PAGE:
My personal health journey began, when I experienced severe headaches after eating hot dogs. After conducting research, I discovered that not only were hot dogs composed of meat scraps, fillers (fake meat substitutes) etc., but they contained preservatives, and chemicals, similar to those used in rubber cement. Huh? That’s right. The stuff you use to glue your art projects in school with, is similar to the stuff used to hold our beloved hot dogs together. On top of that, hot dogs contain dyes (which I talk about in my blog “Are pretty colored foods pretty good for you?”) and nitrates/nitrites (which I discuss in my blog post entitled “Preservatives that don’t preserve your health-Sodium nitrates/nitrites) that have been linked to cancer, and other health problems. Why use them you may ask?  Well, the nitrates and nitrites help hot dogs to last much longer (up to a year in the freezer as opposed to just weeks) and along with dyes, give hot dogs their pinkish-reddish color people find appealing (which equates to increased sales and profits for hot dog companies.) Apparently, I was allergic to these ingredients, which triggered my severe headaches.  If it were not for my body’s painful reaction to eating hot dogs, who knows if I would be still eating them today.

Another experience that led to my becoming more aware of the products I use, was my body’s reaction to solid deodorant.  After repeated use of solid deodorants, containing the active ingredient Aluminum Zirconium Tetrachlorohydrex, my arm pits would swell, and would hurt if touched. I could not understand why this was happening to me, but after conducting research once again, I discovered that I was allergic to this ingredient. Additionally, my investigation uncovered that this ingredient has also been linked with- you guessed it cancer. Due to my body’s extreme sensitivity to various chemicals, I became a chemical detective, which has drastically changed my life for the better.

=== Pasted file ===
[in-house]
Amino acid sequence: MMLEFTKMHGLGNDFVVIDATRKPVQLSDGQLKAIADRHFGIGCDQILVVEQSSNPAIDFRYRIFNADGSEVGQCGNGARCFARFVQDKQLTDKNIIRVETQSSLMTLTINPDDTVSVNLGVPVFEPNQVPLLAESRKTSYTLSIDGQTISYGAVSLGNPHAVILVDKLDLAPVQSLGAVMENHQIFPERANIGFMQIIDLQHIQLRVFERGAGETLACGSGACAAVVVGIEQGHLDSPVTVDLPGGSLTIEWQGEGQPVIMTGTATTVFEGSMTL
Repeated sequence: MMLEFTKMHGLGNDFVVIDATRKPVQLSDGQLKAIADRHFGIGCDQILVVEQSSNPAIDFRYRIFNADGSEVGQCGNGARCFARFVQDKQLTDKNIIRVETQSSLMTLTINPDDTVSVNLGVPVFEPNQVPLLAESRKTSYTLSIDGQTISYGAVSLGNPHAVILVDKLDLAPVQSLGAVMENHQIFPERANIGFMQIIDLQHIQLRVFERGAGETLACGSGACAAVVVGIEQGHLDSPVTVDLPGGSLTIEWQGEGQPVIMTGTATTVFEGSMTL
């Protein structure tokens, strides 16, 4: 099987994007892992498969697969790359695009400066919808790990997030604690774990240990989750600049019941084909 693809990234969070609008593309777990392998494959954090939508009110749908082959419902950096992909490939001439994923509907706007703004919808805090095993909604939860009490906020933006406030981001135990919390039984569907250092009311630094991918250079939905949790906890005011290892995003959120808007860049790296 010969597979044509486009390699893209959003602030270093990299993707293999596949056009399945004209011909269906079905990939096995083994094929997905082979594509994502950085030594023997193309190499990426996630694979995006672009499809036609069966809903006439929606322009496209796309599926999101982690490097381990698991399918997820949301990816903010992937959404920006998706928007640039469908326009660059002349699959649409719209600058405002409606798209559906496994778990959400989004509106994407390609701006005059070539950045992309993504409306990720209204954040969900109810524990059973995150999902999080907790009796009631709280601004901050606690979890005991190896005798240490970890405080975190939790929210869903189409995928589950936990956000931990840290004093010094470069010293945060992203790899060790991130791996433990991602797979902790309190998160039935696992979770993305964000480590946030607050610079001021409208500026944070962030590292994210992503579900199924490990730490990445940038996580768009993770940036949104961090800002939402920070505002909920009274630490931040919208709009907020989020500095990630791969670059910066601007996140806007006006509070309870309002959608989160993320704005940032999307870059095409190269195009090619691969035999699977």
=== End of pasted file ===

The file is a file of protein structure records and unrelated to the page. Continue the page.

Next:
As a health professional, I find it troubling, that many people still don’t really know, that the products they are putting inside, or on their bodies, can negatively impact their health. If people were only aware, of how much poisons they unintentionally exposed themselves to on a daily basis, I think their reaction would be Huh?(They really put that in my juice?) followed by Why?(Why would they put this in my juice knowing the potentially negative  consequences to my health?) In this blog, I will share what I have learned (and continue to learn), which in turn, I hope you will share with others, as we seek to become healthier versions of ourselves.